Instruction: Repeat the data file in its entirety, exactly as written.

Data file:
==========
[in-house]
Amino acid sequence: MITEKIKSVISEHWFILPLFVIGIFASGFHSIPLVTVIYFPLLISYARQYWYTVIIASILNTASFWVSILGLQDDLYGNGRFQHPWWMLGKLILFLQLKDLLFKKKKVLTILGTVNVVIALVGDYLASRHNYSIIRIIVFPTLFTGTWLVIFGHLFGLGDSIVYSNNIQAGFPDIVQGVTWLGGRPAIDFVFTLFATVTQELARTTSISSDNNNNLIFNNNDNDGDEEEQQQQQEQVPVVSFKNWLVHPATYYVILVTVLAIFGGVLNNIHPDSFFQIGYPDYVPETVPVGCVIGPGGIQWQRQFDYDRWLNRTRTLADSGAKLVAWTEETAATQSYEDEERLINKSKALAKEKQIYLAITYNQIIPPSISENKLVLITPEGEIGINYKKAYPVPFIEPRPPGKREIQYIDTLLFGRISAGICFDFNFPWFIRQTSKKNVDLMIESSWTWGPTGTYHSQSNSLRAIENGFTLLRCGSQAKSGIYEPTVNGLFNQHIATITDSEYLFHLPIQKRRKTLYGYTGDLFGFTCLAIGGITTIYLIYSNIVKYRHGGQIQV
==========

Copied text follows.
[in-house]
Amino acid sequence: MITEKIKSVISEHWFILPLFVIGIFASGFHSIPLVTVIYFPLLISYARQYWYTVIIASILNTASFWVSILGLQDDLYGNGRFQHPWWMLGKLILFLQLKDLLFKKKKVLTILGTVNVVIALVGDYLASRHNYSIIRIIVFPTLFTGTWLVIFGHLFGLGDSIVYSNNIQAGFPDIVQGVTWLGGRPAIDFVFTLFATVTQELARTTSISSDNNNNLIFNNNDNDGDEEEQQQQQEQVPVVSFKNWLVHPATYYVILVTVLAIFGGVLNNIHPDSFFQIGYPDYVPETVPVGCVIGPGGIQWQRQFDYDRWLNRTRTLADSGAKLVAWTEETAATQSYEDEERLINKSKALAKEKQIYLAITYNQIIPPSISENKLVLITPEGEIGINYKKAYPVPFIEPRPPGKREIQYIDTLLFGRISAGICFDFNFPWFIRQTSKKNVDLMIESSWTWGPTGTYHSQSNSLRAIENGFTLLRCGSQAKSGIYEPTVNGLFNQHIATITDSEYLFHLPIQKRRKTLYGYTGDLFGFTCLAIGGITTIYLIYSNIVKYRHGGQIQV